Divalent Carbon(0) Chemistry, Part 1: Parent Compounds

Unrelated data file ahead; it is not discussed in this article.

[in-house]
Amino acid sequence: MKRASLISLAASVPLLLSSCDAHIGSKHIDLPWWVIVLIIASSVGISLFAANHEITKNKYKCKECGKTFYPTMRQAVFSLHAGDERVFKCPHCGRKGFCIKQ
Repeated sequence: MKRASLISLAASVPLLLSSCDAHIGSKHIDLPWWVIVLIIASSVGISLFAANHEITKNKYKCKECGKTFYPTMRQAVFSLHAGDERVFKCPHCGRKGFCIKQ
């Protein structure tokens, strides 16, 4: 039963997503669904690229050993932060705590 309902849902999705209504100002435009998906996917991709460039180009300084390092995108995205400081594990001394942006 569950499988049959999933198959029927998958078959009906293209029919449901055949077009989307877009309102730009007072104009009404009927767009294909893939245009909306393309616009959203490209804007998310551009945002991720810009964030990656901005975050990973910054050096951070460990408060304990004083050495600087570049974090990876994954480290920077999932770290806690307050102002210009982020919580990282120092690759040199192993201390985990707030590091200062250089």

Quantum-chemical calculations with DFT (BP86) and ab initio methods [MP2, SCS-MP2, CCSD(T)] have been carried out for the molecules C(PH3)2 (1), C(PMe3)2 (2), C(PPh3)2 (3), C(PPh3)(CO) (4), C(CO)2 (5), C(NHCH)2 (6), C(NHCMe)2 (7) (Me2N)2C[DOUBLE BOND]C[DOUBLE BOND]C(NMe2)2 (8), and NHC (9), where NHC=N-heterocyclic carbene and NHCMe=N-methyl-substituted NHC. The electronic structure in 19 was analyzed with charge- and energy-partitioning methods. The results show that the bonding situations in L2C compounds 18 can be interpreted in terms of donor–acceptor interactions between closed-shell ligands L and a carbon atom which has two lone-pair orbitals L→C←L. This holds particularly for the carbodiphosphoranes 13 where L=PR3, which therefore are classified as divalent carbon(0) compounds. The NBO analysis suggests that the best Lewis structures for the carbodicarbenes 6 and 7 where L is a NHC ligand have C[DOUBLE BOND]C[DOUBLE BOND]C double bonds as in the tetraaminoallene 8. However, the Lewis structures of 68, in which two lone-pair orbitals at the central carbon atom are enforced, have only a slightly higher residual density. Visual inspection of the frontier orbitals of the latter species reveals their pronounced lone-pair character, which suggests that even the quasi-linear tetraaminoallene 8 is a “masked” divalent carbon(0) compound. This explains the very shallow bending potential of 8. The same conclusion is drawn for phosphoranylketene 4 and for carbon suboxide (5), which according to the bonding analysis have hidden double-lone-pair character. The AIM analysis and the EDA calculations support the assignment of carbodiphosphoranes as divalent carbon(0) compounds, while NHC 9 is characterized as a divalent carbon(II) compound. The L→C(1D) donor–acceptor bonds are roughly twice as strong as the respective L→BH3 bond.